And so they did. Wall Street banks monopolized the recycling of petrodollars and the US government acquiesced in vastly inflationary oil price rises in order (at least partially) to bail out its defence contractors. In Australia it was the end of an era. After a relentless oligopoly media campaign, on 11th November 1975 the ‘bunyip aristocracy’ of the Liberal-Country Party coalition came to power in Australia under Malcolm Fraser. It was constantly referred to in Australian corporate media as a ‘landslide’ defeat for Labor, but the party acquired 43.8 percent of the votes – even with the incessant anti-labor campaign – and received only 28 percent of the seats. Cairns thoughtfully wrote in 1976 that such an outcome “may have brought the end of the apparent two-party system.”[8] He was right.

“The strait-jacket was there, and it proved to be one made of money.” [9]...and oil.

[1] [1] David Holden and Richard Johns, ‘The House of Saud: The Rise and Rule of the Most Powerful Dynasty in the Arab World (New York: Holt Rinehart and Winton, 1981), p359. As quoted in ‘Confessions of an Economic Hitman’ by John Perkins. Page 84. Published by Ebury Press Random House, 20 Vauxhall Bridge Road, London SWIV 2SA. 2005. ISBN 978091909109

[2] John P Jones III (reviewer of Holden and Johns book at Amazon).

[3] Jim Cairns ‘Oil in Troubled Waters’1976. Widescope International Publishers, Victoria, Australia. Page 92

[4] A Coup in Australia and the CIA
Brenda Rosser. Saturday, July 5, 2008

[5] Jim Cairns ‘Oil in Troubled Waters’ 1976. Widescope International Publishers, Victoria, Australia. Page 92

[6] Jim Cairns ‘Oil in Troubled Waters’ 1976. Widescope International Publishers, Victoria, Australia. Page 82

[7] Jim Cairns wrote: “On January 3, 1975, Dr Kissinger, American Secretary of State, indicated that in some circumstances a ‘takeover of Arab oilfields was a possibility’, not because the cost of fuel had quadrupled, but that it would be ‘another matter where there was some actual strangulation of the industrialized world.’ At about the same time Professor Robert Tucker of John Hopkins University had issued a paper settling out the pros and cons of an American seizure of parts of Kuwait and Qatar. He believed that even if the Arabs set fire to the oil wells it would take only a few months to have the oil flowing freely again. He was satisfied that Russia would not intervene.” Jim Cairns ‘Oil in Troubled Waters’ 1976. Widescope International Publishers, Victoria, Australia. Page 79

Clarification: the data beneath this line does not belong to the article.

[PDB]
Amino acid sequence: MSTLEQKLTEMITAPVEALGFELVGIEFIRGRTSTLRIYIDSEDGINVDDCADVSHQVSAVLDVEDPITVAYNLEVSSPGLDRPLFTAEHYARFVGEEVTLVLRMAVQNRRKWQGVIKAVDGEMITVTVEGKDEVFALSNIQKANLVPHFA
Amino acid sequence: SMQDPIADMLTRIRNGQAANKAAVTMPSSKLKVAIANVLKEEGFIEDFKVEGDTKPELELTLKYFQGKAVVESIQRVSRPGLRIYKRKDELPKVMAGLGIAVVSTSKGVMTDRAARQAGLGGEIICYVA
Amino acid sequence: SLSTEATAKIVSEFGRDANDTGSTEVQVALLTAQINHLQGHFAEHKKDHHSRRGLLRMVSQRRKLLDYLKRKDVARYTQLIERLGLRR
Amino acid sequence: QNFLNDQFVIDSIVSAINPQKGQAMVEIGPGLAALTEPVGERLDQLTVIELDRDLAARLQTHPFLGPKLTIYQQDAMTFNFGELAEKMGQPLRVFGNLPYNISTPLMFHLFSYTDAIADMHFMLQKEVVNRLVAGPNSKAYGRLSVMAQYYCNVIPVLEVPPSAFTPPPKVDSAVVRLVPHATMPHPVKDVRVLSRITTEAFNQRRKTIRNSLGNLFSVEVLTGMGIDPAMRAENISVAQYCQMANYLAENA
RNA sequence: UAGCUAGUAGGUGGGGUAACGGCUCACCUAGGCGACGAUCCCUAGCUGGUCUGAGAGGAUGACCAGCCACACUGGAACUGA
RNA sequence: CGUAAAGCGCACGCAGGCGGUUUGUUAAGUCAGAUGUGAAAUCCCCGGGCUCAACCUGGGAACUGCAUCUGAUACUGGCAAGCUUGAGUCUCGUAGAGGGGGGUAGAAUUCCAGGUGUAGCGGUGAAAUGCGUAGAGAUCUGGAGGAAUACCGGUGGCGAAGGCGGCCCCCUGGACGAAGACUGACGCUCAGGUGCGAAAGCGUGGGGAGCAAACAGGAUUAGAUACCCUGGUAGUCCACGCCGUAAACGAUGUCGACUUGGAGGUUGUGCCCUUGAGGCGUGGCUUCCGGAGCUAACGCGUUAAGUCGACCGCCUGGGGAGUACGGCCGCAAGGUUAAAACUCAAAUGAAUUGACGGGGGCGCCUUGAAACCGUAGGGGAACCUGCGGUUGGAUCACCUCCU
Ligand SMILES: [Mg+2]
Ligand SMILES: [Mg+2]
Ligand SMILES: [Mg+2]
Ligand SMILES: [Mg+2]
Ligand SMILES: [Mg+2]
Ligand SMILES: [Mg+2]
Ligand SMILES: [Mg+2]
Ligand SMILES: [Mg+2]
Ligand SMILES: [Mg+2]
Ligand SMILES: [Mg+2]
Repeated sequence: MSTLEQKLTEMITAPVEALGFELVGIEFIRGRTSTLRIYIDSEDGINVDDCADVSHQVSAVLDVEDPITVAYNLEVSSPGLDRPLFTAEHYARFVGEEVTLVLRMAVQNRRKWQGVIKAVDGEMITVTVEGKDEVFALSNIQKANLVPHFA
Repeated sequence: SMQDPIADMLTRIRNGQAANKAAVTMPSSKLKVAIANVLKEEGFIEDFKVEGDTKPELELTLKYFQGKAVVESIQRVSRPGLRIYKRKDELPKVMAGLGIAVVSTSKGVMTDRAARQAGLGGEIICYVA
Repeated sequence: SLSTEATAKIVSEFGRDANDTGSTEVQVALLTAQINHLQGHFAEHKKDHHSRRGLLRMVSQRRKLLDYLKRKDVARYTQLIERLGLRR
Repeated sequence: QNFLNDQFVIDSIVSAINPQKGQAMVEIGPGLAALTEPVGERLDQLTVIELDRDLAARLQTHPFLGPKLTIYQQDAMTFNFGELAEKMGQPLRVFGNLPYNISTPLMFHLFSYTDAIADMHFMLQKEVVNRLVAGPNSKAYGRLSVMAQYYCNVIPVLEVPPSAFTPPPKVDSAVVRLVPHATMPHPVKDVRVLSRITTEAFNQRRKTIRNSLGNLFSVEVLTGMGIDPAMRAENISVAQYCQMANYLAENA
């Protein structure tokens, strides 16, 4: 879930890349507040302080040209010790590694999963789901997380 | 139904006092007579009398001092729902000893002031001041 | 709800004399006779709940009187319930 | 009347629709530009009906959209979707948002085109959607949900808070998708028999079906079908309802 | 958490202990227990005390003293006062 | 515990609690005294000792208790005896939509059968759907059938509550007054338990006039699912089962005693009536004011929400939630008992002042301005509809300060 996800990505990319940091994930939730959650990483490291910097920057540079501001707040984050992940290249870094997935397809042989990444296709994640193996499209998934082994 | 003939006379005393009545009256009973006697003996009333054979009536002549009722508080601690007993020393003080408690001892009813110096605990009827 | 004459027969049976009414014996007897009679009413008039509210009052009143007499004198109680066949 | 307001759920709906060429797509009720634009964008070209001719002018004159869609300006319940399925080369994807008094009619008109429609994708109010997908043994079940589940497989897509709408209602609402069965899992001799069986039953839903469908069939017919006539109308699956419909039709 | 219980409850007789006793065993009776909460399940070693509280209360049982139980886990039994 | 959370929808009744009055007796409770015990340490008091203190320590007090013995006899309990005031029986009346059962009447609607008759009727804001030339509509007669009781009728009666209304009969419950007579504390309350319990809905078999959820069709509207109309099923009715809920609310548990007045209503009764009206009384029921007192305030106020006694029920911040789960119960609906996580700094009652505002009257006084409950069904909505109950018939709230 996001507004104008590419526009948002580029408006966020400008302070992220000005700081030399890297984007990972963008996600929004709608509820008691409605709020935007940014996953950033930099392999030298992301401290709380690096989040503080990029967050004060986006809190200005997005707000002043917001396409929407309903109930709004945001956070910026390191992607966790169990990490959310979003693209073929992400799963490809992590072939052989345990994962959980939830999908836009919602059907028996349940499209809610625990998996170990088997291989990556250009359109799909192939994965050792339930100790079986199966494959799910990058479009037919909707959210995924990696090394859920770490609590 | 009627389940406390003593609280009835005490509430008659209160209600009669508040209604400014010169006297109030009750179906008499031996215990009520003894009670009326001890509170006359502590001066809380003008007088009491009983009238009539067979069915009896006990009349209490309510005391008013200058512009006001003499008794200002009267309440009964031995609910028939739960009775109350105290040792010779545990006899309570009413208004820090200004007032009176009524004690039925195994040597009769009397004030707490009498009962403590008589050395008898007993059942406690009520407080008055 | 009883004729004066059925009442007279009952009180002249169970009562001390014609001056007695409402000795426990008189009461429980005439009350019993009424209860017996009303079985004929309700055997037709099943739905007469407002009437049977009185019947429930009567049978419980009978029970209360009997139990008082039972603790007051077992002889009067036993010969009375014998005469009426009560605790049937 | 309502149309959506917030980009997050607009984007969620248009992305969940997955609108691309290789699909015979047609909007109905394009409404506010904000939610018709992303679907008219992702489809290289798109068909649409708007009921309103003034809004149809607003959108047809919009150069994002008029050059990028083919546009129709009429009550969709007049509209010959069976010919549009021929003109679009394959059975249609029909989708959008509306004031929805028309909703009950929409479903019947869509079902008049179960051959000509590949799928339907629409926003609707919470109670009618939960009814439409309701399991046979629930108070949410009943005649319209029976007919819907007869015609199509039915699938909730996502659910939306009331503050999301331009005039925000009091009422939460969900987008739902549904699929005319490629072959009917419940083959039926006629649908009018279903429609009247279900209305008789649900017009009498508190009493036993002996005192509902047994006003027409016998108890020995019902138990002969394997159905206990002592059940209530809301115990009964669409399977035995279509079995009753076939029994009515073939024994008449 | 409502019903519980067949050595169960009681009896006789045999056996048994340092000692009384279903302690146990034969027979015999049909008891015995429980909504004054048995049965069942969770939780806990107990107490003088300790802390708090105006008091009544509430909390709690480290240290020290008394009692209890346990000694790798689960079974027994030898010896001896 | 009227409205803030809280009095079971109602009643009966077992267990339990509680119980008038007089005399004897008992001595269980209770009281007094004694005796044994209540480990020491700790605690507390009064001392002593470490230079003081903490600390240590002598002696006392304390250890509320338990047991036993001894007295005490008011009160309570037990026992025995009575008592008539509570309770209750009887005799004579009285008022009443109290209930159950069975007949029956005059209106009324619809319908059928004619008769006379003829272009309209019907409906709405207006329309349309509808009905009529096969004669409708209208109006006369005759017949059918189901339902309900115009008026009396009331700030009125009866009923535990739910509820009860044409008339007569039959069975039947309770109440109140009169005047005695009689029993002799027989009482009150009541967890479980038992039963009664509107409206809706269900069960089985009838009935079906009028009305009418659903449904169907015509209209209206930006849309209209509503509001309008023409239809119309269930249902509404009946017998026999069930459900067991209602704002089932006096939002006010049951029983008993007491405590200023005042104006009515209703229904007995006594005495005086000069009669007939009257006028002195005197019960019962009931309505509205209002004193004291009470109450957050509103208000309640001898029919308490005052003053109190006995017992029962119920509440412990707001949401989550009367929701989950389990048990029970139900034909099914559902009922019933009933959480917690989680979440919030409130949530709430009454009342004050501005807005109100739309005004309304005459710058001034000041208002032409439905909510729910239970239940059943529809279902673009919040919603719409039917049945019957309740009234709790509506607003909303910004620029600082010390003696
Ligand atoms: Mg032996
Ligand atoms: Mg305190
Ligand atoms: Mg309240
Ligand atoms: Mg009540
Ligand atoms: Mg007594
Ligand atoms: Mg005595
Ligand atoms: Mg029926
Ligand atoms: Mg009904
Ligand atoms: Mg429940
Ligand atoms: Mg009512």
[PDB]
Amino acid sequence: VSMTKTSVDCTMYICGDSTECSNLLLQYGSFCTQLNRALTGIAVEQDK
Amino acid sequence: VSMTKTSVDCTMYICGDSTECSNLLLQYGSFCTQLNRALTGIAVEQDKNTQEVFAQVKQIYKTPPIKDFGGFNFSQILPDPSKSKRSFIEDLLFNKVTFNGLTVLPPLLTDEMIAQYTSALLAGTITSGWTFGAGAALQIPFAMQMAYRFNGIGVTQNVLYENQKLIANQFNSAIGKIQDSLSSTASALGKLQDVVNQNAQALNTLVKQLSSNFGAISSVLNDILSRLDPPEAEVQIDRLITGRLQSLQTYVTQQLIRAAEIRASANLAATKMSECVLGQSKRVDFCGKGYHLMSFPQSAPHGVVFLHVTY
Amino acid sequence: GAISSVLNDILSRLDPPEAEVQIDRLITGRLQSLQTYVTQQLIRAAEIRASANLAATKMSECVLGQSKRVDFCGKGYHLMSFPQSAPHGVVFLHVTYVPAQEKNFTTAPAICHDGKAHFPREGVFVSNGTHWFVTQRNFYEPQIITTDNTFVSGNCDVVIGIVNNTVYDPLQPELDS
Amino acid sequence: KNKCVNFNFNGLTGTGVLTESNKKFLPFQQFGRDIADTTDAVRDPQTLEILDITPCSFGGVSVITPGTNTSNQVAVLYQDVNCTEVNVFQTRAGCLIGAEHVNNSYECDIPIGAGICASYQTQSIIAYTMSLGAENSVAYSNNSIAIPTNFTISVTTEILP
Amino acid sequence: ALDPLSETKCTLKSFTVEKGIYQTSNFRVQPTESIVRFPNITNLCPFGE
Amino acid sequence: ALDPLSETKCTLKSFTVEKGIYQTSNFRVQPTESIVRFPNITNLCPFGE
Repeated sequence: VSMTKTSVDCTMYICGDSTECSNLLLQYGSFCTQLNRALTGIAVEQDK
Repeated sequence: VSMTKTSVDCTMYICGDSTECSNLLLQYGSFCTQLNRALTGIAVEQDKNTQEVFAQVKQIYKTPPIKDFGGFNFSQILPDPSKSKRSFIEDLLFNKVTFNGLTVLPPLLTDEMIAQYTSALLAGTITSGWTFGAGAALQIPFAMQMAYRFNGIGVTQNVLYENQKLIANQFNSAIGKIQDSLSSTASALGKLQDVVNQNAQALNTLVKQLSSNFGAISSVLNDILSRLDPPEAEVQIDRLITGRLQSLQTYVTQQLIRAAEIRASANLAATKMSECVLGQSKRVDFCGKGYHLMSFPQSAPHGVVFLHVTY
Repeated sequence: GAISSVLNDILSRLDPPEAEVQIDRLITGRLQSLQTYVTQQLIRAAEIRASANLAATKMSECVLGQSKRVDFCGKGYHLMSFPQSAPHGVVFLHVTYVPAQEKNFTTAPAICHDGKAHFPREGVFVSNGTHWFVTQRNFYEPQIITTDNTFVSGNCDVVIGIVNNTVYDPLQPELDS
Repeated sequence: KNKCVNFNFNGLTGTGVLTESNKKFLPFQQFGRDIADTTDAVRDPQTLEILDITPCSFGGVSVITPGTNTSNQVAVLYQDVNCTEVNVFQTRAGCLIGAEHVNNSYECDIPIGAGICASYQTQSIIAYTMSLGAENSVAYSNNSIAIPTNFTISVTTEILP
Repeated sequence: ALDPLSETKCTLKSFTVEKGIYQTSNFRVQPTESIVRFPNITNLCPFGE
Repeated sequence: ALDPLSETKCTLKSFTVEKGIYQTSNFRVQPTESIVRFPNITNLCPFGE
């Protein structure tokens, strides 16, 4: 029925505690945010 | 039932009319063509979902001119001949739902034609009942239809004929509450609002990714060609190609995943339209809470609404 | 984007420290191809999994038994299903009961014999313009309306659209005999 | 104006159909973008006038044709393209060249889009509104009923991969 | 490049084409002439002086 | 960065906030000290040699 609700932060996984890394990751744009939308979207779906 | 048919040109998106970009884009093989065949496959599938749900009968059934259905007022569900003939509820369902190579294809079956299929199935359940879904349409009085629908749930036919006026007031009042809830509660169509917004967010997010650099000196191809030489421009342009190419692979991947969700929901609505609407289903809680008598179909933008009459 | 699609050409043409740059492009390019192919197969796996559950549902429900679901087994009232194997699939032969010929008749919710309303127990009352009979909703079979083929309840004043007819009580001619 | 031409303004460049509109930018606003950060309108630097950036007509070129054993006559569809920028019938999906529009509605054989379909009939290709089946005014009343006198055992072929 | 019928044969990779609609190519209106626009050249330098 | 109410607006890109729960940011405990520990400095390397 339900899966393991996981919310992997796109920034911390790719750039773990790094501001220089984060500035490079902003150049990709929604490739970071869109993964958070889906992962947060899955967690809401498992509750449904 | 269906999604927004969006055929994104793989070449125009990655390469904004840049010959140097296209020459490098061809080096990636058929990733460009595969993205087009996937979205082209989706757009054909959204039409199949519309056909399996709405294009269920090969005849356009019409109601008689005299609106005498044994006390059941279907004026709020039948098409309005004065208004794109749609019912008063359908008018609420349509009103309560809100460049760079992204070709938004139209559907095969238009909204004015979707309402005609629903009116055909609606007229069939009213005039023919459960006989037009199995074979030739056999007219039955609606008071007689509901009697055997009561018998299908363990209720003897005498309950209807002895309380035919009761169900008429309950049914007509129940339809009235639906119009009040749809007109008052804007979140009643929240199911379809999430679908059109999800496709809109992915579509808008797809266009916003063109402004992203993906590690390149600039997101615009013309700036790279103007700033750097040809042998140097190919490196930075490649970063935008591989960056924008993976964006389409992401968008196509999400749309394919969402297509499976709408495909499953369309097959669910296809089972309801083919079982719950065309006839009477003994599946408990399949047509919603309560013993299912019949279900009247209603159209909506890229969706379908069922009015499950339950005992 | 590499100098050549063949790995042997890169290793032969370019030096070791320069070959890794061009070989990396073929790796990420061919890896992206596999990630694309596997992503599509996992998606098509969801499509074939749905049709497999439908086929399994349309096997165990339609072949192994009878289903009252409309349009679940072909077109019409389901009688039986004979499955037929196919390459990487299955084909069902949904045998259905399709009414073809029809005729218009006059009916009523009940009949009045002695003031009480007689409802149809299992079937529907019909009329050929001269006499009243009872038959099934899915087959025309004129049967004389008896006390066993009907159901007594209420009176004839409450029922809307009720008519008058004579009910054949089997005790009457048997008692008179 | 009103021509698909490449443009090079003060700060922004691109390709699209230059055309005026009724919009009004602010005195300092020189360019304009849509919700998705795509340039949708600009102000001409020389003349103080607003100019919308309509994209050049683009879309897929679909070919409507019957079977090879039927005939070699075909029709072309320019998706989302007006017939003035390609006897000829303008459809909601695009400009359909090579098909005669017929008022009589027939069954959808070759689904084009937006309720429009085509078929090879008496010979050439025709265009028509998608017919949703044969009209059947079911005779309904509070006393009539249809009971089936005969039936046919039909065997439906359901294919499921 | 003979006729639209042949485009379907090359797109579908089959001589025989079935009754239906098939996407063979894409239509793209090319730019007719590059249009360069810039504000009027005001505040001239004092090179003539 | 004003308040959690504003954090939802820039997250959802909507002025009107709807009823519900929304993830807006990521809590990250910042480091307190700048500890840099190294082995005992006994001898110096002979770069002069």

[8] Jim Cairns ‘Oil in Troubled Waters’ 1976. Widescope International Publishers, Victoria, Australia. Page 129

[9] Jim Cairns ‘Oil in Troubled Waters’ 1976. Widescope International Publishers, Victoria, Australia. Page 130.

Mirowski On The Market Crash

At the recently completed AEA/ASSA meetings in Atlanta I organized a joint HES/AEA session on "Complexity in the History of Thought." Speakers included me, David Colander, John Davis, and Phil Mirowski of the Notre Dame department that is about to be abolished. He spoke provocatively to an overflow audience on "Inherent Vice: Complexity vs. Behavioral Explanations of the Crisis." In this he dismissed views that emphasized "bad behavior by individuals" including irrationality and corruption as causes of the crash and larger breakdown. He argued that it was a systemic problem, doing so by extending his recent idea of markomata, that markets are fundamentally algorithms that evolve as competing systems with increasing levels of hierarchy in the form of futures and derivatives markets. While conventional theory says such developments should improve efficiency and spread risk, they can lead to increased fragility as the rising complexity can lead to a breakdown of computation as in the halting problem in computer science, implying an inability of the system to set prices, which was exactly what happened in the crash. I was the discussant, and while I had some technical complaints, I find this a very intriguing argument, and it generated considerable and very lively discussion in the session.